Time permitting, travelers can choose to visit other tourist sites of each area they visit. For example, the Holy Spring in Khotnya village, various agricultural organizations, and museums of cities and towns which specifically showcase their own fascinating local history.

The journey will be most pleasant with friends and relatives, however you can also opt to do a solo trip since there are pointer signs to help you conveniently navigate along the way. There are plans to install specially equipped canopies every 5 kilometres in the not too distant future to give tourists a place to relax in between stops. For the most endearing of travelers, the path will be equipped for winter so you can easily go the distance on skis, sleighs or sledges. ‘Tukay’s Way’ passes through picturesque places that will make for highly memorable photos. As you travel through, you will witness Tatar village houses and their way of life, and of course have an opportunity to recharge your energy levels with delicious Tatar cuisine, made from local, quality products.

We hope that ‘Tukay’s Way’ makes its way onto your bucket list since its goal is to give tourists a firsthand experience to see Tatarstan’s cultural heritage, promote a healthy lifestyle to people of all ages and leave many pleasant memories, enough to want to do it again.

All information related to the route can be found on their official website.
A presentation of a portion of the route will take place on 29th June in Arsk, passing through the villages of Koshlauch, Uchili and Staroye Churilino. The journey will take about 8 hours to walk 21 kilometres to the final point of the trip - Novy Kyrlay.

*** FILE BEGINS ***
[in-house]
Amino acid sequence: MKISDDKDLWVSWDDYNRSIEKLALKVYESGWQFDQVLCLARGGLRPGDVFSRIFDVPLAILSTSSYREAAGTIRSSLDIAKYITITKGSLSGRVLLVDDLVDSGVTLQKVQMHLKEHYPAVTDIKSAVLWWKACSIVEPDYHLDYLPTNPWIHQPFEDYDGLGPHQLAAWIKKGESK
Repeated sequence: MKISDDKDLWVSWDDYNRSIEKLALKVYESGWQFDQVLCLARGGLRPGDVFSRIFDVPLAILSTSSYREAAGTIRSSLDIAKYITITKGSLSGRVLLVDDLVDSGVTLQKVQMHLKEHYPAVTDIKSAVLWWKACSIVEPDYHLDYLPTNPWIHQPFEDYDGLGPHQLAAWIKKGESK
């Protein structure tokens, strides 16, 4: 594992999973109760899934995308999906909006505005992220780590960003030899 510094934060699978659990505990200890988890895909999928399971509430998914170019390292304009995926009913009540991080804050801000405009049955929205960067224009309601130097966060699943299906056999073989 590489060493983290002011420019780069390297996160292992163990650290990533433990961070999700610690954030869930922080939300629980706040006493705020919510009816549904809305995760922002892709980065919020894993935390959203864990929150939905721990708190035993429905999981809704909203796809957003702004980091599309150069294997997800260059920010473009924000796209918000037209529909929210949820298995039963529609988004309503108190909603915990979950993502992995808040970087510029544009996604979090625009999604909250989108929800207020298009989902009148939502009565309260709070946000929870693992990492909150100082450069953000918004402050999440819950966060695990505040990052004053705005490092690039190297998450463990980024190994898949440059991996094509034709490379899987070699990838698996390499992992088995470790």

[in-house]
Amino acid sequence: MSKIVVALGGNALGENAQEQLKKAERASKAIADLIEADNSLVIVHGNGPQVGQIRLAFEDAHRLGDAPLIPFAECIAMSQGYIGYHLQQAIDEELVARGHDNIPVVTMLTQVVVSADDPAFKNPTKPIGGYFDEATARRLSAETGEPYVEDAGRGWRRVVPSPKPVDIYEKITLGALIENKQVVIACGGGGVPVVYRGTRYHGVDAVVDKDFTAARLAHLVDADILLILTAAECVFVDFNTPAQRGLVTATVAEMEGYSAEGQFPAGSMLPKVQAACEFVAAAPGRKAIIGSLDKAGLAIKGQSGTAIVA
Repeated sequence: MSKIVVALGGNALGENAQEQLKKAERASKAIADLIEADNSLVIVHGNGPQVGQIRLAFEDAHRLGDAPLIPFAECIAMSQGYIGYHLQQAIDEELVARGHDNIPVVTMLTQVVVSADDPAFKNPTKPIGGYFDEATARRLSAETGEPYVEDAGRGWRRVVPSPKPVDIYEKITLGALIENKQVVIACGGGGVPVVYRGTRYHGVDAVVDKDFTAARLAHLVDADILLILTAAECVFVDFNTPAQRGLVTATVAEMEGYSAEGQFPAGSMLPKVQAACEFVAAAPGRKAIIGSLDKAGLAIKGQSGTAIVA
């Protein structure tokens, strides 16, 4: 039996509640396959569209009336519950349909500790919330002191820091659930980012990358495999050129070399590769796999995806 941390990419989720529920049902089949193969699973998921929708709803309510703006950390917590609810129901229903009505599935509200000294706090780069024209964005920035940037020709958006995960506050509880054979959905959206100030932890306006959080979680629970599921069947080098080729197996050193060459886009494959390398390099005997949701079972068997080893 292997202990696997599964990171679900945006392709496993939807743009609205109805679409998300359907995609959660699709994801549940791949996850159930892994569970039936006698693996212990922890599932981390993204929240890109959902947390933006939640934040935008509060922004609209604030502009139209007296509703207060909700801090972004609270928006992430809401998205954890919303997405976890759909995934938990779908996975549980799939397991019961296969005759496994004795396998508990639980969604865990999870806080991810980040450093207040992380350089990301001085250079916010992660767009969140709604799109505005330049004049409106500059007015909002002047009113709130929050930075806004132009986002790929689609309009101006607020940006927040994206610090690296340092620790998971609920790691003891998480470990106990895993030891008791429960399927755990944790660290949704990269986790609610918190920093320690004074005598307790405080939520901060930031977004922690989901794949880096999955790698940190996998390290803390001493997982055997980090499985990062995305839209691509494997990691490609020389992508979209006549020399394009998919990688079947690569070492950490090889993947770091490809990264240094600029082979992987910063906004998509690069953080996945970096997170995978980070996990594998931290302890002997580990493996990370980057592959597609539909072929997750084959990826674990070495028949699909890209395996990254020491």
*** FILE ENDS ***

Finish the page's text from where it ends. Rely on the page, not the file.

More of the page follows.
At 7:30am on 29th June, all who are willing are welcome to assemble at the Central Railway Station in Kazan to catch one of the morning trains to Arsk (train departure times are 7:53am and 8:15am). The train journey will take just under two hours. At 10:00am on the square of the Arsk Railway Station, the presentation of the route will take place, which will cover the creation of Tukay’s Way, its features, the total length and sites along the way.

At 12:00pm, all travelers will set off on the journey, which will end in Novy Kyrlay at 8:00pm that night. There will be cafes and shops along the way, as well as hotels to spend the night, however those who wish are welcome to bring their tents to spend the night out among nature. The following day, travelers will be transported by bus from Novy Kyrlay back to Arsk, where an electric train will take everyone back to Kazan at 9:24pm.

What to take with you on the trip: Tips from Eter Ilyina (a seasoned tourist who walked 212 kilometres of the Camino de Santiago):

Comfortable shoes (sneakers or trekking boots)

Spare pair of comfortable shoes in case of rain or foot injuries such as blisters

Light bag or backpack (for one-day trips)

Plastic water bottle

Hat (can be anything that can protect your head - cap, scarf, or other)

Raincoat (preferably a few sizes larger so you can wear it with a backpack)

Warm jacket

Wet wipes or hand sanitizer

Trekking poles*

A throw or towel to sit on during breaks*

Plasters, iodine, elastic bandage, medication (including any allergy medications) and mosquito repellent*

Some spending money for the organized group lunch, snacks (about 600 roubles) and souvenirs, as travelers will find Tatar cuisine and souvenir shops along the way.

 * optional